HOEL
(Highest Occupied Energy Level): energy
level furthest from the nucleus that contains at least one electron
How to determine this using electron
configuration?
~
largest nonexponent number
Se 1s^{2} 2s^{2} 2p^{6}
3s^{2} 3p^{6} 4s^{2} 3d^{10} 4p^{4} HOEL = 4
Sn 1s^{2} 2s^{2} 2p^{6}
3s^{2} 3p^{6} 4s^{2} 3d^{10} 4p^{6} 5s^{2}
4d^{10} 5p^{2} HOEL
= 5
Hg 1s^{2} 2s^{2} 2p^{6}
3s^{2} 3p^{6} 4s^{2} 3d^{10} 4p^{6} 5s^{2}
4d^{10} 5p^{6} 6s^{2} 4f^{14} 5d^{10}
HOEL = 6
Valence
Electrons: electrons in the HOEL
How to determine this using electron
configuration?
~
add up exponents of terms in HOEL
Se 1s^{2} 2s^{2} 2p^{6}
3s^{2} 3p^{6} 4s^{2}
3d^{10} 4p^{4}
HOEL
= 4 Valence electrons = 2 + 4 =
6
Sn 1s^{2} 2s^{2} 2p^{6}
3s^{2} 3p^{6} 4s^{2} 3d^{10} 4p^{6} 5s^{2} 4d^{10} 5p^{2}
HOEL
= 5 Valence electrons = 2 + 2 =
4
Hg 1s^{2} 2s^{2} 2p^{6}
3s^{2} 3p^{6} 4s^{2} 3d^{10} 4p^{6} 5s^{2}
4d^{10} 5p^{6} 6s^{2}
4f^{14} 5d^{10}
HOEL
= 6 Valence electrons = 2
Noble Gas
Configuration: shortcut for electron
configuration
How is it written?
~
[ symbol for noble has closest to element with lower atomic # ]
~
[after brackets] next number is the period that the element is located in
~
after that number, write “s”
~
continue electron configuration in diagonal rule order until appropriate # of
electrons is reached
*NOTE: ending of electron configuration and noble
gas configuration should be the same*
Se 1s^{2} 2s^{2} 2p^{6}
3s^{2} 3p^{6} 4s^{2} 3d^{10} 4p^{4}
[Ar] 4s^{2} 3d^{10}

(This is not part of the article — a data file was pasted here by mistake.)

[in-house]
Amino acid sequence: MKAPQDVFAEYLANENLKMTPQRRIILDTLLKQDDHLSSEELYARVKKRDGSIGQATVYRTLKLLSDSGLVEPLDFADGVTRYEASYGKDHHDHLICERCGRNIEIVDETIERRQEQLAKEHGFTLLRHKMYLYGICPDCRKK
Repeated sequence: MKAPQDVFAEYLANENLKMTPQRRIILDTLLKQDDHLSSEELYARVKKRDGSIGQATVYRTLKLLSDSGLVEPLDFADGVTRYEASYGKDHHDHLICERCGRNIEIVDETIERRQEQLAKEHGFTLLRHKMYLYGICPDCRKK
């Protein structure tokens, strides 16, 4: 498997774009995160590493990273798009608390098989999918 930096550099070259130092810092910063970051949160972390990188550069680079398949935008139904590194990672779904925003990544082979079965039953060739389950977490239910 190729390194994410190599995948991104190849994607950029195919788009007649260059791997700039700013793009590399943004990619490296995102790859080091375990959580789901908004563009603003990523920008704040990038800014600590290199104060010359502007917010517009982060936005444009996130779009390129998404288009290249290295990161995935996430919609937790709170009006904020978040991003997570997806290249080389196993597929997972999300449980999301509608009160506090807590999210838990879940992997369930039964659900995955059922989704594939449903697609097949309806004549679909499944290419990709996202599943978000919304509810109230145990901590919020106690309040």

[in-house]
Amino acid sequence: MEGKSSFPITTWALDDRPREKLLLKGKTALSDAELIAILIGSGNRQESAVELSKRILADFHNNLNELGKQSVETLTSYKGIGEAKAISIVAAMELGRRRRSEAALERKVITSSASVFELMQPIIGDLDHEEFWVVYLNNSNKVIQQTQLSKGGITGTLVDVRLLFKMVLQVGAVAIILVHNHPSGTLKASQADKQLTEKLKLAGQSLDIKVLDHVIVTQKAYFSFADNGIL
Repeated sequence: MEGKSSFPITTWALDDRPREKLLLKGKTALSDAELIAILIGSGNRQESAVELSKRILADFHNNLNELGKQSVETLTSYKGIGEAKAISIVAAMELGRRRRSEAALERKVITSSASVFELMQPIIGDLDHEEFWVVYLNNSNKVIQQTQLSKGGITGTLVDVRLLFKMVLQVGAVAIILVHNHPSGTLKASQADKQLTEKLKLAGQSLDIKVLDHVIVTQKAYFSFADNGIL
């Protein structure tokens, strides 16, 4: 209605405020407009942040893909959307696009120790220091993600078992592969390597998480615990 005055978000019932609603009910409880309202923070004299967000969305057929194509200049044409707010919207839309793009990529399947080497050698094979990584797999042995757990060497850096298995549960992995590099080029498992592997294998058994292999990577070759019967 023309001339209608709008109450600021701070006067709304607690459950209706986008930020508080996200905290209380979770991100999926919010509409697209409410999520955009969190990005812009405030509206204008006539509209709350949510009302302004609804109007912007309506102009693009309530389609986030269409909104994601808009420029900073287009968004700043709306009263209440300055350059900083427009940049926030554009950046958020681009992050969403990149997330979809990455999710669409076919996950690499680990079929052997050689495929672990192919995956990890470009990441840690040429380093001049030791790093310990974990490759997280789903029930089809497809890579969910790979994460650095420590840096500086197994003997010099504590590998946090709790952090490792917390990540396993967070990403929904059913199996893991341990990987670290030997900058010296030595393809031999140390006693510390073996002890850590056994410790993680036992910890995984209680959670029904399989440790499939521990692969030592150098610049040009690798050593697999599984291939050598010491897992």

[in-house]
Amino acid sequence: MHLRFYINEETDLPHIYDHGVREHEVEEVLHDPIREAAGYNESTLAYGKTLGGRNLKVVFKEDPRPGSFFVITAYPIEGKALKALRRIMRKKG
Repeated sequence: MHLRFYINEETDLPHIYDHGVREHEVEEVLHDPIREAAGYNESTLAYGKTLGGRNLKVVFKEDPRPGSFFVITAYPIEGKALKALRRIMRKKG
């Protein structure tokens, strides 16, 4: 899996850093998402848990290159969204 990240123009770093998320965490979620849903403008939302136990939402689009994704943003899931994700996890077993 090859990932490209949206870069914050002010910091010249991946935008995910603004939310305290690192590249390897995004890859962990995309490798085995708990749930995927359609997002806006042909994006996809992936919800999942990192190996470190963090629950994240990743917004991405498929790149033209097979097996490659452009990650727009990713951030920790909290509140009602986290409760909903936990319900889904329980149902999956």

4p^{4}
^{18 20 30 34}
Sn 1s^{2} 2s^{2} 2p^{6}
3s^{2} 3p^{6} 4s^{2} 3d^{10} 4p^{6} 5s^{2}
4d^{10} 5p^{2}
[Kr] 5s^{2} 4d^{10} 5p^{2}
^{ 36 38 48 50 }
Hg 1s^{2} 2s^{2} 2p^{6}
3s^{2} 3p^{6} 4s^{2} 3d^{10} 4p^{6} 5s^{2}
4d^{10} 5p^{6} 6s^{2} 4f^{14} 5d^{10}
[Xe]
6s^{2} 4f^{14} 5d^{10}
^{ 54 56 70 80}
Orbital
Notation: drawing of how electrons are
arranged in orbitals; will only need to do this for the HOEL
*NOTE: ___
= orbital
or =
electrons
Se 1s^{2} 2s^{2} 2p^{6}
3s^{2} 3p^{6} 4s^{2} 3d^{10} 4p^{4}
Sn 1s^{2} 2s^{2}
2p^{6} 3s^{2} 3p^{6} 4s^{2} 3d^{10} 4p^{6}
5s^{2} 4d^{10} 5p^{2}
Hg 1s^{2} 2s^{2}
2p^{6} 3s^{2} 3p^{6} 4s^{2} 3d^{10} 4p^{6}
5s^{2} 4d^{10} 5p^{6} 6s^{2} 4f^{14} 5d^{10}

Dot Diagrams: symbol represents nucleus and nonvalence
(“innershell”) electrons; dots around
symbol represent valence electrons
^{ }
^{}^{}
^{ }
^{ }
^{ }
^{ }
^{ }
^{ }
^{}^{ }
QUANTUM NUMBERS
~
describe one specific electron
~ 1st
quantum number = PRINCIPAL QUANTUM NUMBER
~ abbreviated
"n"
~ tells the
energy level the electron is located in
~ n = number of
the energy level
~ 1st energy
level: n = 1, 4th energy level: n = 4, etc.
~ 2nd quantum number
= ANGULAR MOMENTUM QUANTUM NUMBER
~ abbreviated " l "
~ tells the sublevel the
electron is located in
~ tells shape of orbital
~ "s" sublevel: l = 0, "p" sublevel: l = 1, "d"
sublevel: l = 2, "f"
sublevel: l = 3
~ 3rd quantum number
= MAGNETIC QUANTUM NUMBER
~ abbreviated "m"
~ tells which orbital the
electron is in
~ tells orientation of orbital
around nucleus
~ m =  l .. + l
~ abbreviated " s "
~ tells which electron is being
described
~ tells which way electron is
spinning
~ s = ^{1}/_{2} or +^{1}/_{2}
Pauli Exclusion Principle:
EXAMPLE QUESTIONS:
1.) What are the 4 quantum numbers for
the following electron?
h
3 p
2.) If the electron in question 1 was the last
electron added, what element would it be?
3.) Draw in the electron (and the orbital
notation) for the electron with the following quantum numbers.
n
= 3 l = 2 m = 1 s =  ½
4.) How many electrons in an atom can have the
quantum numbers n = 3 and l = 1?
5.) What are the four quantum numbers
for the electron circled in the diagram below?
n
= l
= m = s =